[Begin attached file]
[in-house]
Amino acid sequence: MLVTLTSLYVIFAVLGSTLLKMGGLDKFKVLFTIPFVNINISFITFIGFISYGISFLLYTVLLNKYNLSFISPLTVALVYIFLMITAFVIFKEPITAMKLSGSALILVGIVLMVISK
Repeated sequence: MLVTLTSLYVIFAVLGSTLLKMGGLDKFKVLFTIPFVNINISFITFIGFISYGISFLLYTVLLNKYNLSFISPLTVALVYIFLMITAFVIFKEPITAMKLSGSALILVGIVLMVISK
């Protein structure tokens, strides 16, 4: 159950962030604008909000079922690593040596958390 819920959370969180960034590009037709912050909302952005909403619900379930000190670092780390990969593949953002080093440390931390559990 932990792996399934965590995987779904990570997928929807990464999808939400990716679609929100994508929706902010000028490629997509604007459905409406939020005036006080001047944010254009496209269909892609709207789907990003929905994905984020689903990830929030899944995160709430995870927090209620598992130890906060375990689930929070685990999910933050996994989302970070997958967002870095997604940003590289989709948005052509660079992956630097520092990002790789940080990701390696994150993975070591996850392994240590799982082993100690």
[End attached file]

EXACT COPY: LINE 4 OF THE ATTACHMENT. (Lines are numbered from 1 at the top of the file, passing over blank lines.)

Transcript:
């Protein structure tokens, strides 16, 4: 159950962030604008909000079922690593040596958390 819920959370969180960034590009037709912050909302952005909403619900379930000190670092780390990969593949953002080093440390931390559990 932990792996399934965590995987779904990570997928929807990464999808939400990716679609929100994508929706902010000028490629997509604007459905409406939020005036006080001047944010254009496209269909892609709207789907990003929905994905984020689903990830929030899944995160709430995870927090209620598992130890906060375990689930929070685990999910933050996994989302970070997958967002870095997604940003590289989709948005052509660079992956630097520092990002790789940080990701390696994150993975070591996850392994240590799982082993100690």